But if roads have been paved or a developer has installed infrastructure improvements, it’s very hard to just revert the space back to farmland. Local governments who try to stop building—even if there is little demand—can be sued for preventing development where it had once been approved.
"When things are zoned for future residential development, there's value in that," said June Williamson, an architecture professor at The City College of New York who co-wrote a book called Retrofitting Suburbia. "Landowners can argue that downsizing will lead to a less profitable future use."
Still, some developers have come up with creative ways to turn zombie subdivisions into something other than rows upon rows of empty McMansions.
Maricopa, Arizona, for instance, had issued about 600 residential building permits a month during the boom, and then saw many of these developments stall. Rather than just wait to see if demand would ever return, the city hooked up a Catholic church with the owners of an empty development. The church had been looking to erect a new building, and was searching for a site with existing water and infrastructure services. The developer had been looking for someone willing to build. With a little bit of rezoning help from the city, the church could start building on the land.
And in Teton County, Idaho, population around 11,000, where the Sonoran Institute estimates that 68 percent of land parceled into subdivisions was undeveloped, local officials passed ordinances that would allow subdivisions to be rezoned. One development, called Canyon Creek Ranch, changed its plans from a resort with 350 lots to a community project with only 21 lots, shrinking the infrastructure price tag by 97 percent and reducing the environmental impacts.
Michael Mehaffy, an urban developer and consultant, said that recently, clients who bought distressed properties have started to contact him, hoping to start building on them again. But they want to build something different than was planned before.
“The market is shifting—people are recognizing that they don’t want to live in these monocultural places,” he said. “They want to be able to walk, enjoy amenities and a nice neighborhood with lots of services nearby.”
But there are zoning codes and headaches that make it difficult to build something different than was originally planned, Mehaffy said. Some of these developments don’t have any available public transit. Others may have residents who bought houses thinking they were moving into a suburb, and might oppose apartment buildings or retail. Some planned communities already have certain entitlements to water and other resources they don't want to give up if they build smaller projects than originally planned.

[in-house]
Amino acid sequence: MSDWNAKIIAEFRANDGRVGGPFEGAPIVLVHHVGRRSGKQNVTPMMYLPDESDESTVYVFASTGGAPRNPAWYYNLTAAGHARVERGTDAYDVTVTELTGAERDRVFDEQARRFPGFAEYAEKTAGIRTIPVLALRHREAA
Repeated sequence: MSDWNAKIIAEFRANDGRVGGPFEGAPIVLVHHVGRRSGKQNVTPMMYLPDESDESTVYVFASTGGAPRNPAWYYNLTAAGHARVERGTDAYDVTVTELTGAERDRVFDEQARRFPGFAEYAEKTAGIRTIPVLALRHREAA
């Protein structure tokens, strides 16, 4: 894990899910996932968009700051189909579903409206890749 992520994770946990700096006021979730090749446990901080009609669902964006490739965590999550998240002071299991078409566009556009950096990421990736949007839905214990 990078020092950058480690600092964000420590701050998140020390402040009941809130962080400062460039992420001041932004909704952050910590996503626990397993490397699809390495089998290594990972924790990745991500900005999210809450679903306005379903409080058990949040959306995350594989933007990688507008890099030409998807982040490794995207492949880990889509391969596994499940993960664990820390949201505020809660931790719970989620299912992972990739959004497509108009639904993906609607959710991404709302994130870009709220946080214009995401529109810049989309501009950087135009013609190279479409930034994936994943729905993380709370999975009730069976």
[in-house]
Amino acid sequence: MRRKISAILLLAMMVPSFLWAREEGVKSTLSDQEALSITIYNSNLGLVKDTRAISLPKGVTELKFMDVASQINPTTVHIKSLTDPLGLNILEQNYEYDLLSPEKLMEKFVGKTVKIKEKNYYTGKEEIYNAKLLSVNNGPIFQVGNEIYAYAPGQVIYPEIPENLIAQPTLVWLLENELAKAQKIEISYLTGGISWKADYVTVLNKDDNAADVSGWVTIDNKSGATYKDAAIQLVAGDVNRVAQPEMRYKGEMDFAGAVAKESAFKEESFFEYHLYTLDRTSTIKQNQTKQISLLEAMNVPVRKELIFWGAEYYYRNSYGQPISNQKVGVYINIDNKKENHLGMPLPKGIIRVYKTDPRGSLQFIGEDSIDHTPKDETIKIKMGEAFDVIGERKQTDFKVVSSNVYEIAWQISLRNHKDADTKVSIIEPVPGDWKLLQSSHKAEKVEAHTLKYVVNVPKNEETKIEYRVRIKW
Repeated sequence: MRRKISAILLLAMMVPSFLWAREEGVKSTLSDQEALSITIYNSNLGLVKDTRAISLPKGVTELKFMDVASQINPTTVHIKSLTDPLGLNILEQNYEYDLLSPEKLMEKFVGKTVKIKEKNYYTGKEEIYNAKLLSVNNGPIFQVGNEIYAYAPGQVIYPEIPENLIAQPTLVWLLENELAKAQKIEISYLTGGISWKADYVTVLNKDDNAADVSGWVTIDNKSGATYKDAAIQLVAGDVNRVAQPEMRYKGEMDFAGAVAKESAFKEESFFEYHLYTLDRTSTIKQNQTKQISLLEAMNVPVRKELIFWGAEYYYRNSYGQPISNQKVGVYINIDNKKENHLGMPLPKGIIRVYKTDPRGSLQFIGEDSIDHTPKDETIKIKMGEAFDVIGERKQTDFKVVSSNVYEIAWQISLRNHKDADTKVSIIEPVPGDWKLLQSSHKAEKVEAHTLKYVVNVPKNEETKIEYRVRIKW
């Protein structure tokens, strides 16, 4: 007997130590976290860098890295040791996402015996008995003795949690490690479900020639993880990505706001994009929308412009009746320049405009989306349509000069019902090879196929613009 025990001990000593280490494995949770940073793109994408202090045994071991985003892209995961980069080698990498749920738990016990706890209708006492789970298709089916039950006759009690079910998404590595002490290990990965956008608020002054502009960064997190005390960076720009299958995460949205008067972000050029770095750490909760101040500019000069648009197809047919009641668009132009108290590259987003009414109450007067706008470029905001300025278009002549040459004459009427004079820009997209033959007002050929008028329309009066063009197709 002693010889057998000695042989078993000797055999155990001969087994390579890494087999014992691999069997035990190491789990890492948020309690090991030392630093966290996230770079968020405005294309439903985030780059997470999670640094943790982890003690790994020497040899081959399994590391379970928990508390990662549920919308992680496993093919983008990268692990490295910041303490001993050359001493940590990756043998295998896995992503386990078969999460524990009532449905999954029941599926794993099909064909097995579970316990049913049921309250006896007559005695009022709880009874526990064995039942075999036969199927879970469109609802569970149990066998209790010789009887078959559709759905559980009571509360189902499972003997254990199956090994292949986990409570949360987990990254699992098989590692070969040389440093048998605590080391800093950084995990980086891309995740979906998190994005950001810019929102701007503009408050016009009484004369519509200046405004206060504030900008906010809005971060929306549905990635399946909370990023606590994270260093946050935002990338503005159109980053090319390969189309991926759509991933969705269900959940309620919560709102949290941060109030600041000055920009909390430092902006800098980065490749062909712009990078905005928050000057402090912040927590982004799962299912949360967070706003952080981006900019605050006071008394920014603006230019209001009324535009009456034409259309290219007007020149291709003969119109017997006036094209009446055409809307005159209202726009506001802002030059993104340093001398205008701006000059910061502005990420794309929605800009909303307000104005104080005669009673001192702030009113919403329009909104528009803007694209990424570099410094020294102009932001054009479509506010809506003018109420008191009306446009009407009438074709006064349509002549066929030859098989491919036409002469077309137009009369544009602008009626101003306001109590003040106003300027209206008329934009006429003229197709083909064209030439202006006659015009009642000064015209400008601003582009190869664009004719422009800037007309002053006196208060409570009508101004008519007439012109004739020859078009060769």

“It can be difficult if you’re trying, as we are, not just to pick up the pieces and build again, but build in a smarter way, a complete community,” he said.
But in some places, it’s working. Mehaffy is working with Lawrence Qamar, an architect and urban designer, on a zombie subdivision in coastal Washington state in an area called Ocean Shores. The project was initially envisioned as a dozen four-story condo buildings. Though one building was completed and a few units were sold, the project stalled during the recession. A new developer bought the property in auction in 2012.
“They had a really terrible plan, an awful development that would have been a blight on the landscape if it had been built,” said Qamar.
Now, Mehaffy and Qamar have a new vision: A mixed-use, walkable neighborhood with small single-family detached cottages, retail and bike paths. The old plan would have had 500 condo units, the new one has up to 300 cottage-style spaces or “residential units.”
“We want to transform this zombie subdivision into something more similar to this village-like vision,” Qamar said.
Back in Janeen Milhorn’s development, there’s no sign that anyone is thinking of building something more walkable. There are some new homes going up down the street on Petty Lane, next to the ones already built on Zeppelin Lane and Ozzy Ct. But the land near hers is owned by a different builder, and they’re just letting it sit, she said. She and her husband tried to contact the city to see if they could buy some of the land and make their yard bigger, but the city said no. A house is going to go there eventually, the city said. Until then, Milhorn is just going to have to wait.